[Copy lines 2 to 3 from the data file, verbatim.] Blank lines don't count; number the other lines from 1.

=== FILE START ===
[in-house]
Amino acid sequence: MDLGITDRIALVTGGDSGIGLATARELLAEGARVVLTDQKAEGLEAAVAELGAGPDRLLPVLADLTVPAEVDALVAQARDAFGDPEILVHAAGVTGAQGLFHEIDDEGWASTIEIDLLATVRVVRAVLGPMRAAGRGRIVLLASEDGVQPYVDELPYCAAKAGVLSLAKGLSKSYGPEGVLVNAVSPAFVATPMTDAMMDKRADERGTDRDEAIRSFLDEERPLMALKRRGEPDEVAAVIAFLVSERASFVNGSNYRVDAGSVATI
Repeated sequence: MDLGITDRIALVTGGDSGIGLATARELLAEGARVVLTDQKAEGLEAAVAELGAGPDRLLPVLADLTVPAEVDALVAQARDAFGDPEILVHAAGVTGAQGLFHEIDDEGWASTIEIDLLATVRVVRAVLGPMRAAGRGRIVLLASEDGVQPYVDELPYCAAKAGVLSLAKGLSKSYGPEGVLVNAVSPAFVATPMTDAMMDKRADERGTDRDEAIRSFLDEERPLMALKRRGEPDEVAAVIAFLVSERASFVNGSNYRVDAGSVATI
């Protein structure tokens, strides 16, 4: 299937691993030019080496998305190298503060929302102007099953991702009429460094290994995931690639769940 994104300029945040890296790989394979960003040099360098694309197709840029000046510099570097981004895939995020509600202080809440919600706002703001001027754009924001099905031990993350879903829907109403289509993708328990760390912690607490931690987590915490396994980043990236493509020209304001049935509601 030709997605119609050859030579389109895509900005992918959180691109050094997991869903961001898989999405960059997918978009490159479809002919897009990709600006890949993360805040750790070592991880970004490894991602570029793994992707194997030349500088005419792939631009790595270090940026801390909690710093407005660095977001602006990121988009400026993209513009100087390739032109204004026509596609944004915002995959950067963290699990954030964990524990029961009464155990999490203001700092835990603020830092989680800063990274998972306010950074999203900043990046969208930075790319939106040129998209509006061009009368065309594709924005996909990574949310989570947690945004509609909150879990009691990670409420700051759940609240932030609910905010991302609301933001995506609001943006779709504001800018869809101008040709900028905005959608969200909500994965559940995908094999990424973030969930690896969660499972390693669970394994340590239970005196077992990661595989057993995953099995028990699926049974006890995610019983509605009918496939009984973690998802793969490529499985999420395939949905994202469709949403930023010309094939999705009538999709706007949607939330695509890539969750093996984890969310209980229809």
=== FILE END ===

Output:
Amino acid sequence: MDLGITDRIALVTGGDSGIGLATARELLAEGARVVLTDQKAEGLEAAVAELGAGPDRLLPVLADLTVPAEVDALVAQARDAFGDPEILVHAAGVTGAQGLFHEIDDEGWASTIEIDLLATVRVVRAVLGPMRAAGRGRIVLLASEDGVQPYVDELPYCAAKAGVLSLAKGLSKSYGPEGVLVNAVSPAFVATPMTDAMMDKRADERGTDRDEAIRSFLDEERPLMALKRRGEPDEVAAVIAFLVSERASFVNGSNYRVDAGSVATI
Repeated sequence: MDLGITDRIALVTGGDSGIGLATARELLAEGARVVLTDQKAEGLEAAVAELGAGPDRLLPVLADLTVPAEVDALVAQARDAFGDPEILVHAAGVTGAQGLFHEIDDEGWASTIEIDLLATVRVVRAVLGPMRAAGRGRIVLLASEDGVQPYVDELPYCAAKAGVLSLAKGLSKSYGPEGVLVNAVSPAFVATPMTDAMMDKRADERGTDRDEAIRSFLDEERPLMALKRRGEPDEVAAVIAFLVSERASFVNGSNYRVDAGSVATI